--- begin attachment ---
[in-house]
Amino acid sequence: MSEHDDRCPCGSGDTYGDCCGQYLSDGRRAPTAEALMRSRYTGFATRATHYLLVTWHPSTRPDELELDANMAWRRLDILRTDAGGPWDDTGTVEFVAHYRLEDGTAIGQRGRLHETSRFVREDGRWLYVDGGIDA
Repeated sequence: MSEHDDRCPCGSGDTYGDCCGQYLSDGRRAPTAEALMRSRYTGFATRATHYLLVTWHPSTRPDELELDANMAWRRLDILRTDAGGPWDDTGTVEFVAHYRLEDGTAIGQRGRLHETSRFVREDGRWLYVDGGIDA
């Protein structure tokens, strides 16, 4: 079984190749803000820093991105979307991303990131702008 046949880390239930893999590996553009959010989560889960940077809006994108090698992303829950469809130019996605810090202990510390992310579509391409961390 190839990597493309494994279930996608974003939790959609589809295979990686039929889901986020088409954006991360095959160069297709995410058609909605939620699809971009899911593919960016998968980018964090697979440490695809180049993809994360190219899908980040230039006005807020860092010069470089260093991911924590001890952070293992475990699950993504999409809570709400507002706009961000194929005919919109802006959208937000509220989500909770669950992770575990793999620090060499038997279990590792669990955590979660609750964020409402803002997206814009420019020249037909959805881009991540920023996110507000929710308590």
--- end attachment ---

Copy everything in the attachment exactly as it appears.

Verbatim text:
[in-house]
Amino acid sequence: MSEHDDRCPCGSGDTYGDCCGQYLSDGRRAPTAEALMRSRYTGFATRATHYLLVTWHPSTRPDELELDANMAWRRLDILRTDAGGPWDDTGTVEFVAHYRLEDGTAIGQRGRLHETSRFVREDGRWLYVDGGIDA
Repeated sequence: MSEHDDRCPCGSGDTYGDCCGQYLSDGRRAPTAEALMRSRYTGFATRATHYLLVTWHPSTRPDELELDANMAWRRLDILRTDAGGPWDDTGTVEFVAHYRLEDGTAIGQRGRLHETSRFVREDGRWLYVDGGIDA
């Protein structure tokens, strides 16, 4: 079984190749803000820093991105979307991303990131702008 046949880390239930893999590996553009959010989560889960940077809006994108090698992303829950469809130019996605810090202990510390992310579509391409961390 190839990597493309494994279930996608974003939790959609589809295979990686039929889901986020088409954006991360095959160069297709995410058609909605939620699809971009899911593919960016998968980018964090697979440490695809180049993809994360190219899908980040230039006005807020860092010069470089260093991911924590001890952070293992475990699950993504999409809570709400507002706009961000194929005919919109802006959208937000509220989500909770669950992770575990793999620090060499038997279990590792669990955590979660609750964020409402803002997206814009420019020249037909959805881009991540920023996110507000929710308590």